On 12 March 2015 at approximately 11:00 pm, two human rights defenders, leaders of the All Burma Federation of Student Union (ABFSU), Ms Han Ni Oo and Mr Thiha Win Tin, were detained in an ongoing crackdown on student protesters. Ms Phyoe Phyoe Aung, also a member of ABFSU, was detained on 10 March 2015.
Han Ni Oo and Thiha Win Tin were arrested with at least three other people in the home of a reporter in Rangoon’s Ahlone Township. They have reportedly been transferred to Pegu Division police. No charges have yet been brought against the two human rights defenders, and they have not been allowed access to their legal representatives.
Two days before, Phyoe Phyoe Aung was arrested at a protest against the National Education Bill in Letpadan, along with approximately 126 other students. The human rights defender is also being held in Pegu Division, has not yet been charged and has not had access to her legal representative. The students had been attempting to march from Letpadan, Pegu Division, to Yangon when they were beaten and seriously injured by riot police and armed groups.
The students were attacked when they attempted to dismantle police blockades preventing them from continuing their march. The same day, students in Yangon held protests in reaction to the crackdown, which were also quashed by police and members of government-sponsored youth groups. Five days previously, students protesting the same law at the Sule Pagoda in Yangon were also severely beaten and arrested.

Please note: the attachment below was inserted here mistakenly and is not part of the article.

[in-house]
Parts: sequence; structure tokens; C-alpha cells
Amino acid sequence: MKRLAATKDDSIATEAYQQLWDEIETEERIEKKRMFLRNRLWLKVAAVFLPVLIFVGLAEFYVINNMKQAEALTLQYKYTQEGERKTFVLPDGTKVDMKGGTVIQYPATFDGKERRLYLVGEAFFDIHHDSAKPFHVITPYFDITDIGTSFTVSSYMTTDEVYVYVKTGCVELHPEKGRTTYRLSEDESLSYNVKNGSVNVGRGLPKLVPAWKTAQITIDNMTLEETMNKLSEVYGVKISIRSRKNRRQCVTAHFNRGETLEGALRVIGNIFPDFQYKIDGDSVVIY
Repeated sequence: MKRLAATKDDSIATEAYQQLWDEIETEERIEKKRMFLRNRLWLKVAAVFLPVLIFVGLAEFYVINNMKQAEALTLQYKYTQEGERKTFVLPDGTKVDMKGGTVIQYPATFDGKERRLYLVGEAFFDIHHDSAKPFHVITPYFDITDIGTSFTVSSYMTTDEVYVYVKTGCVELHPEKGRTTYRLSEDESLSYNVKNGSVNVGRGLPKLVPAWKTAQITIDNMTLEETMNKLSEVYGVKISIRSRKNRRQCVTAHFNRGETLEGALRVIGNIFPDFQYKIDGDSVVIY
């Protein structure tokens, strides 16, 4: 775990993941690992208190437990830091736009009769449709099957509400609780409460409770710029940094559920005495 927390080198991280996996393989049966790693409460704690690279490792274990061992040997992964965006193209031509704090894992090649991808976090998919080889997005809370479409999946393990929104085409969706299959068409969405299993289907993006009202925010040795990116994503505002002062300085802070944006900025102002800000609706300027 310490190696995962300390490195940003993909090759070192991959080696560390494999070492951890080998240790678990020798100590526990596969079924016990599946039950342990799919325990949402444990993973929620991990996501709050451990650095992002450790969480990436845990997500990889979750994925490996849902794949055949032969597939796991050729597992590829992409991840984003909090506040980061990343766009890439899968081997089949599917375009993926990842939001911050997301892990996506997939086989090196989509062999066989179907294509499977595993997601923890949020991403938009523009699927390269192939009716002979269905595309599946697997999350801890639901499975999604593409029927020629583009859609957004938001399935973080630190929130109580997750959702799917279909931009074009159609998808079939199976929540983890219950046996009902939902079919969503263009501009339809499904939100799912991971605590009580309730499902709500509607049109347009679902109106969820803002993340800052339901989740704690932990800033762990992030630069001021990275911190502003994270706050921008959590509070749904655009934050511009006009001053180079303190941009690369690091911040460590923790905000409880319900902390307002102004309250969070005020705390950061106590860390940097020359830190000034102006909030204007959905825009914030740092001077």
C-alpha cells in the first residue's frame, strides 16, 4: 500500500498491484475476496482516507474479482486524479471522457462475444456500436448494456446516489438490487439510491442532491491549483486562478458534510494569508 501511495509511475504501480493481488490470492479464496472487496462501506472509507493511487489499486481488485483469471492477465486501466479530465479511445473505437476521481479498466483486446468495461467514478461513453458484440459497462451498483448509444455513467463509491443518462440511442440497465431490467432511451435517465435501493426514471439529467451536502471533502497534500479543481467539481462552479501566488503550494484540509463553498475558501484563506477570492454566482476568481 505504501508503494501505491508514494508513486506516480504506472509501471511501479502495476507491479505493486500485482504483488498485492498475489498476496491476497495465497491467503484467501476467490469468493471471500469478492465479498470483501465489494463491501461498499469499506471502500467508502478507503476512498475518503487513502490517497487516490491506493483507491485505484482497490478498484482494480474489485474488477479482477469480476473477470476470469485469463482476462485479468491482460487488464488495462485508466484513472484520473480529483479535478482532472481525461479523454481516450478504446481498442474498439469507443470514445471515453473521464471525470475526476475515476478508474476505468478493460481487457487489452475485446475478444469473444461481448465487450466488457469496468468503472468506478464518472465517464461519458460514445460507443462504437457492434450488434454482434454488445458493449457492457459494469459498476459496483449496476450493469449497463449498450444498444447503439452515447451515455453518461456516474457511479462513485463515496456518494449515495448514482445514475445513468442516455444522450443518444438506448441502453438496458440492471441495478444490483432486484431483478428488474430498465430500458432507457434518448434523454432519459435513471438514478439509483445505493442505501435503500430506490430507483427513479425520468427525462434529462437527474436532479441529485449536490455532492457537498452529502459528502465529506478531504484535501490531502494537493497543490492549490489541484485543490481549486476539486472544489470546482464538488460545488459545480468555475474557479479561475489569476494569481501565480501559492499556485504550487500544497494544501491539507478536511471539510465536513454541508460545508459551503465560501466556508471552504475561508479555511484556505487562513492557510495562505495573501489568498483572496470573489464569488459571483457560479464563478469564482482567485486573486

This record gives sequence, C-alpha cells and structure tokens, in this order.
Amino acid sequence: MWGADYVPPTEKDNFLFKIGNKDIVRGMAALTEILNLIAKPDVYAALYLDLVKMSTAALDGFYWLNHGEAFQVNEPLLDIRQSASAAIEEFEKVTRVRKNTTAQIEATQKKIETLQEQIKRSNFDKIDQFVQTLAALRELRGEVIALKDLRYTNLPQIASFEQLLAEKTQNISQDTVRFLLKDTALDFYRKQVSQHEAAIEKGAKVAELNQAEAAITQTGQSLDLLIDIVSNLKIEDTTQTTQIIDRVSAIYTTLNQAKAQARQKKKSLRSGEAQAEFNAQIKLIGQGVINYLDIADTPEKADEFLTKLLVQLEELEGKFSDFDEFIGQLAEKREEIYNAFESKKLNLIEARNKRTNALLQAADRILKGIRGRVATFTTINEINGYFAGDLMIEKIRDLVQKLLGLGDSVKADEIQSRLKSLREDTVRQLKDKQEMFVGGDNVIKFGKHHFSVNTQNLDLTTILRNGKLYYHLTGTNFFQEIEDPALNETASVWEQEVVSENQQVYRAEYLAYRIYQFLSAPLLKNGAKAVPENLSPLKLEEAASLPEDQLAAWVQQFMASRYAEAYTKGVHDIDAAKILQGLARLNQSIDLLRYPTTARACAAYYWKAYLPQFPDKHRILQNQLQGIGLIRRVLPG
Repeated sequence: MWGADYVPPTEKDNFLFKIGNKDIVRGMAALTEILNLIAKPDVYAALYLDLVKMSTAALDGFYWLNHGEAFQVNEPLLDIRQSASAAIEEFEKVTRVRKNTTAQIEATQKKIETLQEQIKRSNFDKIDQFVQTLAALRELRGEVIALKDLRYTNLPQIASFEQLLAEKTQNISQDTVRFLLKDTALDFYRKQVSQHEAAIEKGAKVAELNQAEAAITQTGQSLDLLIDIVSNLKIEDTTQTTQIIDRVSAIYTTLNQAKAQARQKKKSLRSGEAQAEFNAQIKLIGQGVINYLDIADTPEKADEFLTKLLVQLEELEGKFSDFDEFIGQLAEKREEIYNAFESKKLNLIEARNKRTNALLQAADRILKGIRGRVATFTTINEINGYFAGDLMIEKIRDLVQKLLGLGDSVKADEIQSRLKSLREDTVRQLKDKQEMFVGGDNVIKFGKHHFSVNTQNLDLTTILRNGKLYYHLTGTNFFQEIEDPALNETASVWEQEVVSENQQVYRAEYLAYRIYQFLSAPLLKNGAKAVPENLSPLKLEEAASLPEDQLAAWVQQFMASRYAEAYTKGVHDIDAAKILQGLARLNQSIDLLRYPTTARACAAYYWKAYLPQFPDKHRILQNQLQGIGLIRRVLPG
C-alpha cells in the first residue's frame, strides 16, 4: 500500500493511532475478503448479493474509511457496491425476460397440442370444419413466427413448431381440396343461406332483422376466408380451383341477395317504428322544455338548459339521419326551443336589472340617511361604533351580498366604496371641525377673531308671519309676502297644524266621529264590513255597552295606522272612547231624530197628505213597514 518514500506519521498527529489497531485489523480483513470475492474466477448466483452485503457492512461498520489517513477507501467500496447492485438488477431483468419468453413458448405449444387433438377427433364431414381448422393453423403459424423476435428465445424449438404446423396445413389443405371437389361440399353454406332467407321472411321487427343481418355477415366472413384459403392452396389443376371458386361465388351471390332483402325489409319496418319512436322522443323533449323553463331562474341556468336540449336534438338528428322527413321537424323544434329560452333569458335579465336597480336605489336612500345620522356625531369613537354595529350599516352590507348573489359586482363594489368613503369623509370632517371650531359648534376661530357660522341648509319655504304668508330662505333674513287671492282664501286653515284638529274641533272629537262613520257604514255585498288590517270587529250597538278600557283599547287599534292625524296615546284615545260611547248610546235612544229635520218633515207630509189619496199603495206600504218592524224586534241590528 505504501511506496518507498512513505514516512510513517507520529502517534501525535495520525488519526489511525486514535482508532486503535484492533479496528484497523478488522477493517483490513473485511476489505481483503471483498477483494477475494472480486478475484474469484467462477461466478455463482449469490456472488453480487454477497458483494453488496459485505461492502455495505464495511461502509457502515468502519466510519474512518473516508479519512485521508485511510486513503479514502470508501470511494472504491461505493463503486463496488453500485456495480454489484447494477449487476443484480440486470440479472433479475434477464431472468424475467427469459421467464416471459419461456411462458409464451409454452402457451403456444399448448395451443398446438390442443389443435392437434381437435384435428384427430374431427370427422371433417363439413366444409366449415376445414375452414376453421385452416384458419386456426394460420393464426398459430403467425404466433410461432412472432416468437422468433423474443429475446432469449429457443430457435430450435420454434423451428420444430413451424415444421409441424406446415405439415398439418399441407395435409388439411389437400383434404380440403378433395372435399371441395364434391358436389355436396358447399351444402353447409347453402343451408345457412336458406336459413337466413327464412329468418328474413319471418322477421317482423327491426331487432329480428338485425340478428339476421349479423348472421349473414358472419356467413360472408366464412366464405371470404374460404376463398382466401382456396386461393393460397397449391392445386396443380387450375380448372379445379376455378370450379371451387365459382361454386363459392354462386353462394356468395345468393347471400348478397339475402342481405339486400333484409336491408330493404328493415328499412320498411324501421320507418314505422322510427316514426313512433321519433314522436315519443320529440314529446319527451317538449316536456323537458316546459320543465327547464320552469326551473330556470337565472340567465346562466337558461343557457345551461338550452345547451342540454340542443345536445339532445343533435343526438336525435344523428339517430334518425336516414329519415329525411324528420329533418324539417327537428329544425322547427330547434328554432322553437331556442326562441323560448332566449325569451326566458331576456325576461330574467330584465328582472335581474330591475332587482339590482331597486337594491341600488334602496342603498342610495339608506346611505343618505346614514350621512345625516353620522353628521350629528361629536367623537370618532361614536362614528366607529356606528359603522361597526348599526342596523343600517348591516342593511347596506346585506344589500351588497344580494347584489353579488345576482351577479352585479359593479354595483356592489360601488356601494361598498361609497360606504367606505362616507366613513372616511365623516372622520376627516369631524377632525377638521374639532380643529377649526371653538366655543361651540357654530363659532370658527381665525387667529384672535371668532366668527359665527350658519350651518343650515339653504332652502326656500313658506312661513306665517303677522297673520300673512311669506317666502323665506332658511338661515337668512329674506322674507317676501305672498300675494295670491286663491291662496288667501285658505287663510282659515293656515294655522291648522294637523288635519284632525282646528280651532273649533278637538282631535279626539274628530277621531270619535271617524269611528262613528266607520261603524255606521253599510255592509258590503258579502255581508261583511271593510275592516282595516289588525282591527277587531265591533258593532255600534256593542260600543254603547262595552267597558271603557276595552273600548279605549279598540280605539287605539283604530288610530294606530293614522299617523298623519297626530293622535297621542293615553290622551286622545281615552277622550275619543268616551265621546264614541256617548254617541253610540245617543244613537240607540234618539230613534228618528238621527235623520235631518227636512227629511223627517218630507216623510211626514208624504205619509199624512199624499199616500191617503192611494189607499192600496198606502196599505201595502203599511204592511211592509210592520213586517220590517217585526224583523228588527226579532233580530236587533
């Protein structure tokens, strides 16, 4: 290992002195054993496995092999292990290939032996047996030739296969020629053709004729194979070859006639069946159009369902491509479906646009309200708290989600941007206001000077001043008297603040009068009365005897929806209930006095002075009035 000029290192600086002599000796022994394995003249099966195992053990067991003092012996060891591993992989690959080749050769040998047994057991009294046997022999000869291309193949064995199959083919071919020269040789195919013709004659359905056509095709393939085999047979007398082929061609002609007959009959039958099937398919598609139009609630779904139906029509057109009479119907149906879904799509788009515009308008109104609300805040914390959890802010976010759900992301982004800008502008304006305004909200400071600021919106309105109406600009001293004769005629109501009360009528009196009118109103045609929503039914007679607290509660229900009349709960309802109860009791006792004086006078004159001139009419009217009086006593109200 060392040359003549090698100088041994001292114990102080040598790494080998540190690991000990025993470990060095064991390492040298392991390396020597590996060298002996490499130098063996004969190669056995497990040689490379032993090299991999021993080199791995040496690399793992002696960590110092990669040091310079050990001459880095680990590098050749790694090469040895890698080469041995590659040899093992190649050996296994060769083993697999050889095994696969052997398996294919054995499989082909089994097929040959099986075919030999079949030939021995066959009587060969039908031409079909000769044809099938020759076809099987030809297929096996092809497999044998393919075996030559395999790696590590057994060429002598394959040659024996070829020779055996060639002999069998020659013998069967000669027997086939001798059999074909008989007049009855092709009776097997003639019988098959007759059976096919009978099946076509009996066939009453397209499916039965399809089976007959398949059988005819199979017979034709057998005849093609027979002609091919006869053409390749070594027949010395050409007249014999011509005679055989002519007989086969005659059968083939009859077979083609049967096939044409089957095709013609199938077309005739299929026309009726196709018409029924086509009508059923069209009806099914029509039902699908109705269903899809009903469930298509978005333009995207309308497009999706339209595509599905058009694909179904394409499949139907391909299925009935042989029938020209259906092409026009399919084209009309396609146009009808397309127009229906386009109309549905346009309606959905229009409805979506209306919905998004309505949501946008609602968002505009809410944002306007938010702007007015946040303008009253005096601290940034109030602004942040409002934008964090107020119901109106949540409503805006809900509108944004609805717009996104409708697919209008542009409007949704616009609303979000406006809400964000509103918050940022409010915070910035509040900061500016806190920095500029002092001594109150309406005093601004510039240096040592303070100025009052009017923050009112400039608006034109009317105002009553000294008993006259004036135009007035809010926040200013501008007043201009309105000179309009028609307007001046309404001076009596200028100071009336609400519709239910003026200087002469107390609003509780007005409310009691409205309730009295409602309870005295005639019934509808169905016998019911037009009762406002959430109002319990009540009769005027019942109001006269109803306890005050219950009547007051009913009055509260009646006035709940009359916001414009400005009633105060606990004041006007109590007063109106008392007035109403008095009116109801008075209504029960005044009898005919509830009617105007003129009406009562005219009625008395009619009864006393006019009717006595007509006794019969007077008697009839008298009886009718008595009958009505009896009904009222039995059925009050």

On 3 March 2015, students in Letpadan had attempted to resume their march and the Burmese authorities deployed over 300 police officers, leading the approximately 100 students in Letpadan to stage a sit-in. The march had been suspended temporarily since a draft amendment bill – the result of negotiations held between authorities and student organisations – was agreed on 11 February 2015. The agreed bill had been presented to Parliament on 16 February 2015, but the government presented a separate amendment bill at the same time that did not comply with the students' demands. Discussions on both bills took place in February 2015, but no resolution was reached, leading to the resumption of protests.